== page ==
It's easier than you think!
If you want to become a great gardener, you can. It’s
really not that hard. Here are 10 things you can do that will help you achieve
1. Take classes. The flower shows are starting up, and they all have classes with speakers who have been selected for their knowledge and life experiences. Yes, it’s great fun to wander up and down the aisles buying things and ogling flowers. But take a break: get off your feet, sit down and attend a nice talk. Bring a notebook and take notes.
2. Read good gardening books. Yes, the internet has millions of people who want to tell you things. But real books that are published by reputable publishers are dependable in ways the internet may not be. Go to a bookstore on a cold February day and spend an hour or two in the gardening section. Buy a book, and bring it home.
3. Improve your soil. Okay, you can’t work on this one now. But, come spring, think about what you can do to improve your soil. Adding compost or aged manure is a great way to improve your soil. Chemical fertilizers are, at best, a quick fix.
Decades ago I turned a field of brambles and alders by my brook into a vegetable garden. I cut down the brush by hand, mowed it, and dug out roots. But most importantly, I had a farmer bring in truckloads of aged manure. I worked it into the soil, and then did it again the next year. And the next. And so on. Now my soil is rich and black, and my potatoes voted me their favorite gardener many years running!
4. Pay attention. Being a great gardeners means that, in part, that you spend lots of time in the garden, and that you really look at what is happening. Are there insects laying eggs on the underneath side of leaves? If so, are they good bugs or bad bugs? Are new tomato transplants showing signs of dehydration on Day 2 in the garden? Of course you may not know the signs of dehydration. But gardening is not rocket science. You can figure it out.
Colorado potato beetles can often be controlled by hand-picking them.
5. Go on garden tours. Most garden clubs sponsor a tour of their best members’ gardens in the summer. Join a garden club – you can do this now and attend lectures and slide shows. Then, come summer, go to as many “Open Garden’ events as you possibly can. See what a mature specimen of a tree looks like. Ask questions. Find out who did their stonework, or what local nursery has the best perennials. Need someone to help you in the garden? Ask your host if she can make a recommendation.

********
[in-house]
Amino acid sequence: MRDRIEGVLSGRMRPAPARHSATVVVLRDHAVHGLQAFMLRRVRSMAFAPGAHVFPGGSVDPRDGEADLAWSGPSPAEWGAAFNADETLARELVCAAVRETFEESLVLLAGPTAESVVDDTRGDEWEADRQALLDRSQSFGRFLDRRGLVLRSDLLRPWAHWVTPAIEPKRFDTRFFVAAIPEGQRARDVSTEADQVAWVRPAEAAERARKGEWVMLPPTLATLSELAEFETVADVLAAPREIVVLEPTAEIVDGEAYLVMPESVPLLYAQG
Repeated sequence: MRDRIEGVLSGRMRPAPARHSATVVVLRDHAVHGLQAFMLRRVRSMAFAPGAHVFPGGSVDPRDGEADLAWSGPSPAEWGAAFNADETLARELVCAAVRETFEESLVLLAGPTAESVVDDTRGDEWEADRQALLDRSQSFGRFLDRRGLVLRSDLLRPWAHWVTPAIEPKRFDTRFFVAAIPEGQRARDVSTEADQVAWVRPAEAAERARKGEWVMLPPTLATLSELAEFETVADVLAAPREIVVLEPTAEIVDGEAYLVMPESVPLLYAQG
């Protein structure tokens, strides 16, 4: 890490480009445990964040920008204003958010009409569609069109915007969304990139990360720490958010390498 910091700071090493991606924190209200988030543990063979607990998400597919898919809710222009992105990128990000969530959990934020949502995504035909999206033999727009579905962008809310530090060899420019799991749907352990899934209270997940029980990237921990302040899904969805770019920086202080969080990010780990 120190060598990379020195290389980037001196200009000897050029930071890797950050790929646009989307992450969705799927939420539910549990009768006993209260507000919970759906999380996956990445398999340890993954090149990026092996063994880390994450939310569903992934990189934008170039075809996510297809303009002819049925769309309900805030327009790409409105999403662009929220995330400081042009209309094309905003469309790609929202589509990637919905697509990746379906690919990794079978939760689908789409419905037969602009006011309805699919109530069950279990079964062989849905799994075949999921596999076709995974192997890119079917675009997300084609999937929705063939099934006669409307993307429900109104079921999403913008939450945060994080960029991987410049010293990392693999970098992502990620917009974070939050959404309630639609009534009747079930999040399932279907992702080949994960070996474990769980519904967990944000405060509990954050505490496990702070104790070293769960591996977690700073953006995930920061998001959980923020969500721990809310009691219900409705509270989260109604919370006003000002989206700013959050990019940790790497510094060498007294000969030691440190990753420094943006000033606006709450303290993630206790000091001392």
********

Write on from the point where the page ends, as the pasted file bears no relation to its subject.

Garden tours offer new ideas
6. Learn to plant seeds. Start seedlings indoors in flats and nurture them until you can plant them outdoors in late spring. Starting from seeds does a couple of things: First, success at this gives one great confidence. See that tomato? I grew it from a seed. You really feel like a serious gardener, which is important.
Onion seedlings need to be started in early March
Second, starting plants from seeds
allows you to have many more plants. Starting an English cottage garden from
scratch can be expensive if you buy every plant as a mature perennial at $10
each. Last year I planted a packet of hollyhock seeds and got 100% germination.
I then had 32 hollyhocks to fit in my flower beds for about $3. They bloom in
their second year, and I can’t wait to see them this year.
7. Learn how to divide perennials. This is a way to create more plants for free. But you must do your homework and know which ones can be divided, and when. Go back to #2 and read up. A book like Tracy DiSabato-Aust’s The Well-Tended Perennial Garden will give you that information.
Hostas divide easily, giving you plenty more plants
to prune trees and shrubs. This is a skill you must have if you want to be a
great gardener. Trees and shrubs are the bones of a garden. But an un-pruned
tree is as messy as an unmade bed.
Think of pruning as sculpting. There are some very basic rules that you can learn from a book, or you can take a class. Trees and shrubs are healthier and more beautiful if you prune them. And anyone who tours your garden will compliment you if you’ve done a good job pruning. Pruning season will soon be upon us.
Leasrn to prune!
9. Take chances. Not every plant I buy will survive in my climate, or with the soil that I have. But if I love a plant, I will buy it, and see if I can make it flourish. I use the baseball guide: if I kill a perennial 3 times, it’s out! Trees and shrubs, I often give just 2 tries. I have had 2 peach trees die in cold winters, and I have given up on the idea of growing my own peaches. One lived 5 years before a bad winter killed it.
I killed many of these Eryngium (Sea Holly) before I finally fot the soil right.
away plants and vegetables. I think of my grandfather as a great gardener. He
had a regular vegetable route – as a widower he visited the widows in town each
week in the summer, sharing tomatoes, peppers, cucumbers and flowers. They all
loved him. Give plants to friends and acquaintances and they will sing your
praises every time those flowers bloom! And you really will be a great
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Visit my personal website by clicking here sI'm the author of 4 gardening books. I'm available to speak at your garden club or library.